Wahoo, Saunders County:--A twelve-grade school. Business course taught also. Taught by Sisters de Notre Dame. 164 day pupils and sixty-one boarding pupils attend.
The schools at Brainard, Prague and Wahoo are grade and high schools, that in Schuyler is for music, art, foreign languages, etc., the rest are grade schools.
In the spring of 1924 Prof. Chas. C. Charvat, then teaching English in the Creighton University of Omaha, conceived the possibility of a Czech or Bohemian language department. He communicated with his former schoolfellow, Rev. Edward C. Chapuran, now pastor of St. Wenceslaus church, Omaha, who was entertaining a similar design. With the consent of Rev. John F. McCormick, president of the University, the project was continued. Early in June Prof. Charvat announced in the Omaha papers that Czech would be taught the following September and these announcements were repeated through summer. It was agreed that it would be best to begin with an elementary course, to be given in the evenings, thus enabling professional students and non-university students to take the course. Classes were begun with about twenty students and when the class was changed from evening to day sessions, at the end of the first semester, the number diminished somewhat, but the results in June were better than expected.
Prof. Charvat and Rev. Chapuran agreed that it might be well to cultivate a spirit of national pride, before sufficient enthusiasm could be mustered for a successful Czech department and consequently, on December 10, 1924, a group of Czech students from the various colleges of the university organized the Czech Club. The names of twenty-five students were submitted and the immediate purpose of the club was to "further the study of the Czech language, literature and history, and to provide social entertainment." The ultimate purpose was to realize the wish of President McCormick: "To make Creighton University a center of Czech intellectual and cultural life in the Middle West." The officers elected were: Adolph Svoboda of Abie, Nebraska, president and Joseph S. Pallat of Wahoo, Nebraska, secretary-treasurer. Rev. Edward C. Chapuran was chosen faculty moderator. The first formal meeting occurred on December 17, 1924 and the late Rev. Monsignore John Vranek made an eloquent plea for a continuation of the Czech student activity at Creighton. Music, oratory, recitations and dancing were strong features of the Czech Club programs from the beginning. Other speakers who helped to make the Czech Club a success during the first year were: Dr. F. A. Sedlacek, Dr. Olga Stastny, Mrs. F. A. Sedlacek, Dr. F. G. Smola, Mr. Stanley Serpan, --all of Omaha and Mr. Frank Dolezal of Wahoo, Nebr.
In the Summer School of 1925 at Creighton University, two courses of the Czech language, one elementary and the other advanced, were given and attended by twenty-two students. In September 1925 two Czech courses were initiated and conducted successfully through the year by Rev. Edward Chapuran. One was a day course in elementary Czech and the other an evening course in Czech literature. October 29th the Czech Club was reorganized with Joseph S. Pallat, president, Roman Hruska, Omaha, vice-president, Miss Irene Tauchen, Omaha, secretary-treasurer and John Cacek of Cedar Rapids, Iowa, chairman of the entertainment committee. Prof. Charvat was chosen faculty moderator.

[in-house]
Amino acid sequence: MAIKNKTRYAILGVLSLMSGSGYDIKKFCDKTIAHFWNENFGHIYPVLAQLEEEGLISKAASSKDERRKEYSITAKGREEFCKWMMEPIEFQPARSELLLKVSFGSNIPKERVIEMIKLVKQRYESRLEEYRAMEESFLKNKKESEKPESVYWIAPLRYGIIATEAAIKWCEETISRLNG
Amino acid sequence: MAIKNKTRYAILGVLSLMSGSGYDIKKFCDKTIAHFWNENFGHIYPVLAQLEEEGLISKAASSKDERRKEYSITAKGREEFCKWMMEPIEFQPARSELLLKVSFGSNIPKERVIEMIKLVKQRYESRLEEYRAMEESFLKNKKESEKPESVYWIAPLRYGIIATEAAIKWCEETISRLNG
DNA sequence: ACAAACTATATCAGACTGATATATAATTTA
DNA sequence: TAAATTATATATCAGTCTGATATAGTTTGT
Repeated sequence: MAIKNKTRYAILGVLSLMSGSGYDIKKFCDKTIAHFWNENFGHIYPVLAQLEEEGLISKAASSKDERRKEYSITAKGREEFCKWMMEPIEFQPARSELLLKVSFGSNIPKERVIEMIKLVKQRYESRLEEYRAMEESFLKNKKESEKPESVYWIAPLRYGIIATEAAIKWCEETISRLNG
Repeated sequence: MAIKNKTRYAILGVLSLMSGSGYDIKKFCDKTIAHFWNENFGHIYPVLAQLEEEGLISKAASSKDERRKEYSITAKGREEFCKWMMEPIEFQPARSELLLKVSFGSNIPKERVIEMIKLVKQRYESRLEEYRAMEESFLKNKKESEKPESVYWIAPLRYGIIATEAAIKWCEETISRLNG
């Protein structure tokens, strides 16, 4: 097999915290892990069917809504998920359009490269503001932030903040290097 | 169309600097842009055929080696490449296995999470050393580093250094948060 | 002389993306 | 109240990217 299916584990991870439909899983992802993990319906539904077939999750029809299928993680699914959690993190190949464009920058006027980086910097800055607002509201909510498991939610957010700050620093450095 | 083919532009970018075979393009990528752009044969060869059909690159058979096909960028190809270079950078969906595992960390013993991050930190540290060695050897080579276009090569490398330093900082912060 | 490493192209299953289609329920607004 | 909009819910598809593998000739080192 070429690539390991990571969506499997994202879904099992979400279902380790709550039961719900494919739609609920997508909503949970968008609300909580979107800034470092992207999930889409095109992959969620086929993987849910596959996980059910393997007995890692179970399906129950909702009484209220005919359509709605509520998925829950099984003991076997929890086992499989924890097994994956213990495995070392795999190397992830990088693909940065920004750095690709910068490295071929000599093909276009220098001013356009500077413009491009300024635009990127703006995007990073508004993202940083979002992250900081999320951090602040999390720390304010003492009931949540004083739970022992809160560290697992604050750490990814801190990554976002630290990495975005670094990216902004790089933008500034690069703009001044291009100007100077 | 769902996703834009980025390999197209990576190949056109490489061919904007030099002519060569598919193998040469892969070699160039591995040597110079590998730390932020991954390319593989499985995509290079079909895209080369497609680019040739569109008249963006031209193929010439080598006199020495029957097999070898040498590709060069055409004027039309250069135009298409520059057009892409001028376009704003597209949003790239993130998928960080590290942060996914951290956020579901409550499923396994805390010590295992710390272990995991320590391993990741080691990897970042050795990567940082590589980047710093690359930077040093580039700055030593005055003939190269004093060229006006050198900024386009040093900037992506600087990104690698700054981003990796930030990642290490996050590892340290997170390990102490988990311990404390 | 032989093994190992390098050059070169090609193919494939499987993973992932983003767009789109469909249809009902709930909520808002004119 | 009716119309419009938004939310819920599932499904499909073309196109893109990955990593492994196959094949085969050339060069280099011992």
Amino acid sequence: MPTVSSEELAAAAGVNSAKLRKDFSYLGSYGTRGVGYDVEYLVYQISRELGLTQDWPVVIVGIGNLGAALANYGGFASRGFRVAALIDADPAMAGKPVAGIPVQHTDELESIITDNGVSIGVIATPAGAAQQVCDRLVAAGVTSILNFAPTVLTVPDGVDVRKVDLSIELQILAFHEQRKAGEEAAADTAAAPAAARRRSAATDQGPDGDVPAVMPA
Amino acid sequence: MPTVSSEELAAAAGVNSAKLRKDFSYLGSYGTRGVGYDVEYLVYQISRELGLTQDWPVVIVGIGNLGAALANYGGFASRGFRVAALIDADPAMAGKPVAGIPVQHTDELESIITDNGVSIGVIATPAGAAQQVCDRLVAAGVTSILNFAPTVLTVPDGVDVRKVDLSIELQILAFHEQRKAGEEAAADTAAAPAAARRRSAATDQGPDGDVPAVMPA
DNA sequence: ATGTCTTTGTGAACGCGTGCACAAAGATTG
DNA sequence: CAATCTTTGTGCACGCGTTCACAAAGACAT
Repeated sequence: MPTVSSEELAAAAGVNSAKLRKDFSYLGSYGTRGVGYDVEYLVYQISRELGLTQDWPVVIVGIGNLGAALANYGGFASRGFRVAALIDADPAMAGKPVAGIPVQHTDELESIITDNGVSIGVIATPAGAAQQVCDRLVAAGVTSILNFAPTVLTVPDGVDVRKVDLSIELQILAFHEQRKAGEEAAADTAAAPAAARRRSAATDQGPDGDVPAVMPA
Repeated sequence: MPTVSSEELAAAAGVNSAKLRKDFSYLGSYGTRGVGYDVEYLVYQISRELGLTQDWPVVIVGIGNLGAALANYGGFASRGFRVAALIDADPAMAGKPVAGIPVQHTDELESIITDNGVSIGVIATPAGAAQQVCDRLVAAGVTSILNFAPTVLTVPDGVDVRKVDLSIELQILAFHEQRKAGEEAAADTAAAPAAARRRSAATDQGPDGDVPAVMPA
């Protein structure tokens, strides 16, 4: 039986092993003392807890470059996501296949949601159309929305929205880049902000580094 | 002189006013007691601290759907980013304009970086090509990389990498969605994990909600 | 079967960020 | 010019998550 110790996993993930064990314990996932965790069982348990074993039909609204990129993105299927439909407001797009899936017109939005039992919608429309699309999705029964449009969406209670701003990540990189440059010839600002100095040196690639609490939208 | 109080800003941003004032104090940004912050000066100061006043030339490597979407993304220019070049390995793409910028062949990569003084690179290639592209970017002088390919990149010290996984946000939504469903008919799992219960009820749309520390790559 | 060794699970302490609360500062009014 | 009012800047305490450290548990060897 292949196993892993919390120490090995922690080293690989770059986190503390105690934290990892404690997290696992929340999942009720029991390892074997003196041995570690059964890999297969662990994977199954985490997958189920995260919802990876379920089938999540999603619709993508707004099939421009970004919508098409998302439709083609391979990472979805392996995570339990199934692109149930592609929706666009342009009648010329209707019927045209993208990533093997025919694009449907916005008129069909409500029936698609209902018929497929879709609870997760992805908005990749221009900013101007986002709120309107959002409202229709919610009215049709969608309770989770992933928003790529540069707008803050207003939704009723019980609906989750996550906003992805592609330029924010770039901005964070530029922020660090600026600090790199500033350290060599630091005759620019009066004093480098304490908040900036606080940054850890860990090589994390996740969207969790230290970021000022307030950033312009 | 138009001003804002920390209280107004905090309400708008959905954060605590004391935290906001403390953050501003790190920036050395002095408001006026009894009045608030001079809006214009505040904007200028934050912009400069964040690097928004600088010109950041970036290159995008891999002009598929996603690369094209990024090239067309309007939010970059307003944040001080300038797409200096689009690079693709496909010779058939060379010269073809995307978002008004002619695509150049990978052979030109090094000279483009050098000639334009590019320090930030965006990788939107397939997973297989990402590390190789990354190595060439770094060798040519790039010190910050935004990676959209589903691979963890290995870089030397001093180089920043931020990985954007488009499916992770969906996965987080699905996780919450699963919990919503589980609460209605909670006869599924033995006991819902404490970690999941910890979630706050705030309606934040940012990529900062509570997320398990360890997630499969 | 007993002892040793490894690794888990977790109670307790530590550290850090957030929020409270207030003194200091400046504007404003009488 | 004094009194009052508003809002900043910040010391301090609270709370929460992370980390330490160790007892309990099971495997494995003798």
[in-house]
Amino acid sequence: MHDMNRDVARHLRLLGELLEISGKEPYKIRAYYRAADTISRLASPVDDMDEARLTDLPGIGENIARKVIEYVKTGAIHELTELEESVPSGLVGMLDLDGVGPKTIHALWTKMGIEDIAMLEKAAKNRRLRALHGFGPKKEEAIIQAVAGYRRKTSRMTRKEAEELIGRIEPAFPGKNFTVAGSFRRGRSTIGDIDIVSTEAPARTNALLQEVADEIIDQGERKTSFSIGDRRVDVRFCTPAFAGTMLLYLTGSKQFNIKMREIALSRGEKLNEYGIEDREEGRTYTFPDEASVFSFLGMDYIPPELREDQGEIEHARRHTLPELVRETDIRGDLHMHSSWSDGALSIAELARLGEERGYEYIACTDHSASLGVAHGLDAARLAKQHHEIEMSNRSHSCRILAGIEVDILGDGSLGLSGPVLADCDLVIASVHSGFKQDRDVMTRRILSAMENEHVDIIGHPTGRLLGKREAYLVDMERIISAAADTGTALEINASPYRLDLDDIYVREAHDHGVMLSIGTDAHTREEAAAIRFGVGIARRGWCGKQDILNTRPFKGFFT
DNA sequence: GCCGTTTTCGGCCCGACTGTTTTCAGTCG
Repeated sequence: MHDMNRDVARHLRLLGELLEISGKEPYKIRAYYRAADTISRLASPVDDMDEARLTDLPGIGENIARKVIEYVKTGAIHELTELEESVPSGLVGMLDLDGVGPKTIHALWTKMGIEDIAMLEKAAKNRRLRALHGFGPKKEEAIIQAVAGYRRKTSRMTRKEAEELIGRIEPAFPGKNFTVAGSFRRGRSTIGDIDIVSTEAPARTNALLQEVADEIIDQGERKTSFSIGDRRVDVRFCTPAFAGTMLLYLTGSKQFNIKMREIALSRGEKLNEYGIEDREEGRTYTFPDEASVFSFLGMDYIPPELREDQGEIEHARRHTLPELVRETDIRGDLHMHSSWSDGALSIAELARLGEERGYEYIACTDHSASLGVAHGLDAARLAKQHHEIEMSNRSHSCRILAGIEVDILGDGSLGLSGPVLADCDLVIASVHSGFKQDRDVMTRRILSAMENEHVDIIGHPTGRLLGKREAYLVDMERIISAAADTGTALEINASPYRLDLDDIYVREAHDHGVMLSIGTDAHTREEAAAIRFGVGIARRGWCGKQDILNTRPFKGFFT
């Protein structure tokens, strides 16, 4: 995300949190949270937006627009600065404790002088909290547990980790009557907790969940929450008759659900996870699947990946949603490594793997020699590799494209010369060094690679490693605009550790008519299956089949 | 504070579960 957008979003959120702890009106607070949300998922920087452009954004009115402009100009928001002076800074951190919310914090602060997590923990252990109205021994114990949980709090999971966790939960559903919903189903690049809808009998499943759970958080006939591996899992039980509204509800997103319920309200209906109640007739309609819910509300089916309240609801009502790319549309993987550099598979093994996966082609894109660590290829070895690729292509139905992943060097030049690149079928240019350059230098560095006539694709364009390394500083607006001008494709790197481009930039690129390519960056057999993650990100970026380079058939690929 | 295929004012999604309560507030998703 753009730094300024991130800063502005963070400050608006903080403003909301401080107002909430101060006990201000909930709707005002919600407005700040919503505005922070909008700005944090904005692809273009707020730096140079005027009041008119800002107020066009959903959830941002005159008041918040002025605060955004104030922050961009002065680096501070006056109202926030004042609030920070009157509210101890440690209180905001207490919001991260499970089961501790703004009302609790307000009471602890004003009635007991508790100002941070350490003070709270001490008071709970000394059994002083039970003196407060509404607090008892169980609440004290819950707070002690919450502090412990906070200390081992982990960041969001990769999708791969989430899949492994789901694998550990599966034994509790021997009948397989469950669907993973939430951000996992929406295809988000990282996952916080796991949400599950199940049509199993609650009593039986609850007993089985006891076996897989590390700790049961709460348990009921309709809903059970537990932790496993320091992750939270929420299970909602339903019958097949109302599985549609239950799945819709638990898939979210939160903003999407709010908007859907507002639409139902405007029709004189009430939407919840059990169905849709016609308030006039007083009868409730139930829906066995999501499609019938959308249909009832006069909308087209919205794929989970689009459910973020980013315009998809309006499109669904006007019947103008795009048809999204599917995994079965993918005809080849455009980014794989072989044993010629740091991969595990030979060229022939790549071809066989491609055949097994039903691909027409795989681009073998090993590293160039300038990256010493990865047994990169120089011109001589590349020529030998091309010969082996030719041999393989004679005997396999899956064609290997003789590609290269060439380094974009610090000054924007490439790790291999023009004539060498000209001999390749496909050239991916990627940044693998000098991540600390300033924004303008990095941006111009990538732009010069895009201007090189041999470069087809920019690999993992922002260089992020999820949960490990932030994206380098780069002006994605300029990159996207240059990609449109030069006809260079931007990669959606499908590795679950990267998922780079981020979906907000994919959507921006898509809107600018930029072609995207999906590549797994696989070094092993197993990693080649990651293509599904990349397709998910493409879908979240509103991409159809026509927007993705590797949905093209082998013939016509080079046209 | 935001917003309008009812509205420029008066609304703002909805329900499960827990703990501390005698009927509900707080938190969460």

The prospects for the second term were very encouraging. Two hundred Czech books of fiction, biography, poetry, history and drama were received from the Ministry of Education of Czechoslovakia, upon the recommendation of Mr. Stanley Serpan, Czechoslovak Consul in Omaha and a similar donation of thirty books was received from the Chicago headquarters of the National Alliance of Bohemian Catholics in America, with smaller donations by individual friends. Prof. Charvat, who has furnished the data about the Czech Department and Club, says: "While the future of the Czech Department is promising, I cannot refrain from saying that the sum total of the little difficulties which persisted in besetting the path which Rev. Chapuran and I had to tread until now, has on more than one occasion been sufficiently discouraging to make me wish to abandon the work. Fortunately when the enthusiasm of one chanced to ebb, the other was aglow with fresh zest and in that manner a perpetual interest was maintained in support of the venture." While this department and club, says Prof. Charvat, has done good work in stimulating young Czech-Americans to concern themselves with the intellectual and cultural value of their original nationality; has won admiration of many Czechs in the middle west; has brought publicity of the best kind for the university, -- for its continued success it would be desirable to have one person devote all his time, or the major part of it, to this work. Both Rev. Chapuran and Prof. Charvat have been able to give it but their spare time.